We've developed social technologies for expressing your discomfort in games: lines, veils, "Try a different way," simply walking away. There are others, too.
Those are really good technologies to have, and to develop a comfort in using.
However, it fucking stings to be on the receiving end of any of them. It sucks to feel judged.
The choice to post this thread now was triggered by Todd L's thread, but is in no way "about" that thread.
Instead, it's about a difficult part of the making-art-together process that we're in.
I've got two questions, and after asking each I'm going to respond with a personal story about them.
I'd like people to stay close to these questions when participating, and to try to highlight their experiences above all else.
Feel free to only answer one or the other - I feel like we need more #2
responses than #1
responses, anyways.1.) When you felt judged during a gaming session, how did it feel and how did you react?
This story is interesting, because the person who I felt judged by did everything right - spoke up early about her sensitivities, couched her concerns in gentle terms, suggested alternatives, and stayed positive (making the concern about the story we were telling, and not about the people telling it).
At the last slot of Fabricated Realities, Daniel ran Ribbon Drive. While people were sorting themselves into games, Carla (not her real name)
expressed that, "I am looking to play a game without lots of murder and sexual violence." We definitely recommended Ribbon Drive over the other things that were being offered - Monsterhearts, Apocalypse World, and Polaris. As we were setting up to play, I think someone might have probed her about that comment, and she'd described this play experience she had with Monsterhearts that she didn't like. While all she really said was, "It was just too dark for my tastes," and "there was some sexual violence in the game," my take-away message from that was: Whoever wrote that game is clearly an offensive pervert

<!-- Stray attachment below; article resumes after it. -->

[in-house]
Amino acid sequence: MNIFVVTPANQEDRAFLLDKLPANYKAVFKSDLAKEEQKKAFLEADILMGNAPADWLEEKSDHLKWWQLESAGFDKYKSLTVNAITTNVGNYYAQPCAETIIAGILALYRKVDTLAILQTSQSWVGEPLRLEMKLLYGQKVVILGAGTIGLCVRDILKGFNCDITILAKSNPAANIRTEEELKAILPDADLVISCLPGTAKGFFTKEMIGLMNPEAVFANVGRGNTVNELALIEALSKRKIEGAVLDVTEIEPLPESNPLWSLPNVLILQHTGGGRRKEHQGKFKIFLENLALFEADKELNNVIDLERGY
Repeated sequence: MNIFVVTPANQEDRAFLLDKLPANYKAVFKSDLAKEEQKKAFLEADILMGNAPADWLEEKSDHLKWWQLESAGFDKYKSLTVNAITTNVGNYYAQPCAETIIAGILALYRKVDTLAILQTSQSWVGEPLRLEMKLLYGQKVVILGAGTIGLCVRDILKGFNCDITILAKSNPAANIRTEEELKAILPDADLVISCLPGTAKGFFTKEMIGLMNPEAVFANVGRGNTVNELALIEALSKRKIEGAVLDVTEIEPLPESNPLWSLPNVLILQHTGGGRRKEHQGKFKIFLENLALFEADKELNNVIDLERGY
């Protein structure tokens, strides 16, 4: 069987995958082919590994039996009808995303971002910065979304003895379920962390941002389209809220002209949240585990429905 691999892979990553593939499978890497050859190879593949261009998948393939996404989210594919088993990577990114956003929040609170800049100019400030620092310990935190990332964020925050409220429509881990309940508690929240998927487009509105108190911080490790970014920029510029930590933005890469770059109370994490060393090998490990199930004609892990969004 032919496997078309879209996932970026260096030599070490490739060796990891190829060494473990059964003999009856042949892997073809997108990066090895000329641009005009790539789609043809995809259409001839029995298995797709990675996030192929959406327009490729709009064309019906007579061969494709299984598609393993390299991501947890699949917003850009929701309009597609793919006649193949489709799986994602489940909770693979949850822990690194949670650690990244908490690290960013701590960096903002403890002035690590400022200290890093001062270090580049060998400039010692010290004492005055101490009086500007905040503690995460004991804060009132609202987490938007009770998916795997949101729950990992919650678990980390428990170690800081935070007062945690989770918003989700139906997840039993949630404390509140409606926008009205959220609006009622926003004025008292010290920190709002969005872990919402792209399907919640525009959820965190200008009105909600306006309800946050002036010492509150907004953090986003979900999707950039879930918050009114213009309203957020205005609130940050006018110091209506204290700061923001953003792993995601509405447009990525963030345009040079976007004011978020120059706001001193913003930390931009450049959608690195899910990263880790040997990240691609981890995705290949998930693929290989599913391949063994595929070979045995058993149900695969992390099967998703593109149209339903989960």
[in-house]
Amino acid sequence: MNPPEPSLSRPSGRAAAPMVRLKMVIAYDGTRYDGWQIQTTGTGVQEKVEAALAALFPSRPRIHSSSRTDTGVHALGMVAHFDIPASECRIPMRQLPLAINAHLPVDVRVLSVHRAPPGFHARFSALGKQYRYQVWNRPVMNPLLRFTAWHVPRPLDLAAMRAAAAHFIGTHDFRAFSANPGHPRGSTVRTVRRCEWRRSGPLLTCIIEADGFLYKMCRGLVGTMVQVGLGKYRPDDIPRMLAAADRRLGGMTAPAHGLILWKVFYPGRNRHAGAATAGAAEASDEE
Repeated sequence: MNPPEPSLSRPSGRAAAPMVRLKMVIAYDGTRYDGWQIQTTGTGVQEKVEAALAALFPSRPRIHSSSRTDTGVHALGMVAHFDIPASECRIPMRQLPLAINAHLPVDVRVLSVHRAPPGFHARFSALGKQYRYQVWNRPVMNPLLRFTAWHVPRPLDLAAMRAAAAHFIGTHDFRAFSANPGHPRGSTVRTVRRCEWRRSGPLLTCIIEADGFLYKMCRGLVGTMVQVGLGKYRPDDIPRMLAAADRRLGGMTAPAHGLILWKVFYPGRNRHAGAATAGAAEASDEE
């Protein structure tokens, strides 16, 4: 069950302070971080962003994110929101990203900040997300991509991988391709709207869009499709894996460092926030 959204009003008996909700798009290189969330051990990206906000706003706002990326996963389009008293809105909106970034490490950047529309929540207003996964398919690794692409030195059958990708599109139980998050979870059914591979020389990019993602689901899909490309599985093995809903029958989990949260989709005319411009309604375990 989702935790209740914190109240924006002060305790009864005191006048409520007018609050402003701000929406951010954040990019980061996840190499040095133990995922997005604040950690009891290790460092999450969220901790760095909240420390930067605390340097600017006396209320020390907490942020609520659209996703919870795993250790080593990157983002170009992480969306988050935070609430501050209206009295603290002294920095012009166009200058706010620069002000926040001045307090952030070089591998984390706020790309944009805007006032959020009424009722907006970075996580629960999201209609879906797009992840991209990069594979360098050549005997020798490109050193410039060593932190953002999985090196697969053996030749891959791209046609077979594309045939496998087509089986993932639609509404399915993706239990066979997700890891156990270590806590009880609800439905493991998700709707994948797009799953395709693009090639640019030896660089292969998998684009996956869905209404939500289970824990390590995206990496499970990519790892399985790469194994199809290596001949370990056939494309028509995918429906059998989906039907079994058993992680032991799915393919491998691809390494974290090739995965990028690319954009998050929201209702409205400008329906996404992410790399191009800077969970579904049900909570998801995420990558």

. I wrote that game.
This primed me to be hyper-sensitive about any lines that Carla expressed. My reptile brain was priming itself for conflict. During the stage in Ribbon Drive where you decide what kind of road trip everyone is playing, I suggested that we were a poor inner-city family trying to escape social services. I'd just finished watching Season 1 of Shameless, and felt inspired to play in that vein. Carla expressed a concern with playing a poor inner-city family, because it was easy to drift into tokenism and caricatured versions of the poor. She also expressed a discomfort with playing out family mental health issues, which was also wrapped up in my pitch.
She explained these "soft lines" really even-handedly, but I felt like my ideas were being judged. I felt like this was the second time a game of mine was on trial within the span of an hour. A lot of these feelings were pretty irrational. Irrational feelings often rise up when you attempt to make art together, with strangers who have different buttons and viewpoints than you do. I tried to keep my feelings inside my chest for long enough to process them, and realized that when I feel judged in a game, my first reaction is to get paranoid and defensive.
The game turned out to be awesome and fun. Carla's character (a young idealist who recently "quit the internet") was awesome, and my character (a horny twelve-year-old who fantasizes about sleeping with his brother's girlfriend) was awesome, and each other character was awesome too. But it felt like it took a lot to move back out of that defensive territory.2.) What social technologies do we have for dealing with feeling judged?
One thing that helped me get back on track, emotionally, was to remember that everyone comes to the table with different stories. It's rare that a person is condemning you; it is more frequent that they're reacting to their own contexts and their own experiences. When I was a support worker, and spent 10-20 hours a week supporting someone with violent hallucinations, I remember trying to sit down to play Don't Rest Your Head. It was difficult. I had to shut a lot of ideas down in order to feel okay playing that game. It didn't make the other players "bad" for wanting to explore that terrain; that terrain just wasn't going to fit smoothly with my recent experiences.
So, my one and only tool in my "dealing with judgment" toolbox at the moment is a mantra: Everyone is carrying different stories
It's helpful to remember, in the moment, that there's a lot of reasons that the other player might want to draw a line or avoid a certain play topic. Maybe their mother is bipolar and suicidal. Maybe their father is in prison for the very crime that we're about to place into a Fiasco story. Maybe they deal with X as their day job, and they want to play games as a way to avoid that. Whatever the case might be, everyone is carrying different stories, and are likely to be filtering your creative input through those stories. Remembering that helps me to avoid taking shit personally.But that one tool/mantra isn't enough, really, to deal with feelings of judgment during play. What other tools exist?